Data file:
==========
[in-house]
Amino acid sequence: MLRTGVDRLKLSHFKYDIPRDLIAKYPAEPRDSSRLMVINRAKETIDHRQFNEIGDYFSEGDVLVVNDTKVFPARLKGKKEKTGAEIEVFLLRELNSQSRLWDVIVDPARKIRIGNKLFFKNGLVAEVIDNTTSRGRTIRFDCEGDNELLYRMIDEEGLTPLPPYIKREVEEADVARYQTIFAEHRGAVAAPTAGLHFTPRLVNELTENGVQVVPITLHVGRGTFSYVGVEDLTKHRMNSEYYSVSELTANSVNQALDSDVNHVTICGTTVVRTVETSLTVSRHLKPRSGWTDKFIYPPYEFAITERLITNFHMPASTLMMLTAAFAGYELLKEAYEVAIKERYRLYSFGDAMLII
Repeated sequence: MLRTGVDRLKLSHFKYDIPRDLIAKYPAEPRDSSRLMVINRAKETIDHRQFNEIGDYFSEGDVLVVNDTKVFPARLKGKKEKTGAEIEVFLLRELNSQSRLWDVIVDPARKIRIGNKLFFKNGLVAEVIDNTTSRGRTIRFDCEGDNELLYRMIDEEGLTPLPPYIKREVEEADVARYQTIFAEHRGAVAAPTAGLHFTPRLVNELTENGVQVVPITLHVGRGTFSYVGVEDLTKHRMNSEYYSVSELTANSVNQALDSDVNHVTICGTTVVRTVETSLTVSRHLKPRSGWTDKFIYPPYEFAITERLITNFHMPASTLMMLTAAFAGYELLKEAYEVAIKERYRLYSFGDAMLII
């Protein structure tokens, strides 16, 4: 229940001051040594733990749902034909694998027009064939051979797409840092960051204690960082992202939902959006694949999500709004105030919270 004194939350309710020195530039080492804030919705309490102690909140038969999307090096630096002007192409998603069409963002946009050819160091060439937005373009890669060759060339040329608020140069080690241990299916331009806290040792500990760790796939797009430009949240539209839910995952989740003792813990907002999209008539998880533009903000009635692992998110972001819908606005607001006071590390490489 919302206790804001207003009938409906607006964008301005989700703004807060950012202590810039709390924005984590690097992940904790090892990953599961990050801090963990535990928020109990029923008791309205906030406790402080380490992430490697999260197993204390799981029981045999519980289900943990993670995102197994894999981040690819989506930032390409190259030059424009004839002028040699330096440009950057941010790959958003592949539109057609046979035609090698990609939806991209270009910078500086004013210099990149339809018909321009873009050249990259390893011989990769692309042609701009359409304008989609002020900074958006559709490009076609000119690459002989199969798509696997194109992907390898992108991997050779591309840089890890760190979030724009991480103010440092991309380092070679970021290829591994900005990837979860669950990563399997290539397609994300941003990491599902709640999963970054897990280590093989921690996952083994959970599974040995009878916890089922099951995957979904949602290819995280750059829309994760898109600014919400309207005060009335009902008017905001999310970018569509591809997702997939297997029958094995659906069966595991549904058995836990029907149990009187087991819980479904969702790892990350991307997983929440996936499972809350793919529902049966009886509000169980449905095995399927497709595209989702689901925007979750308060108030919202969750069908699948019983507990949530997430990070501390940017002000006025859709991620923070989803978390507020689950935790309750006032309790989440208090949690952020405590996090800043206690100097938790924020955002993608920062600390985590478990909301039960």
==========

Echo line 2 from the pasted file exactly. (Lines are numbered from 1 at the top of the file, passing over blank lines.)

Amino acid sequence: MLRTGVDRLKLSHFKYDIPRDLIAKYPAEPRDSSRLMVINRAKETIDHRQFNEIGDYFSEGDVLVVNDTKVFPARLKGKKEKTGAEIEVFLLRELNSQSRLWDVIVDPARKIRIGNKLFFKNGLVAEVIDNTTSRGRTIRFDCEGDNELLYRMIDEEGLTPLPPYIKREVEEADVARYQTIFAEHRGAVAAPTAGLHFTPRLVNELTENGVQVVPITLHVGRGTFSYVGVEDLTKHRMNSEYYSVSELTANSVNQALDSDVNHVTICGTTVVRTVETSLTVSRHLKPRSGWTDKFIYPPYEFAITERLITNFHMPASTLMMLTAAFAGYELLKEAYEVAIKERYRLYSFGDAMLII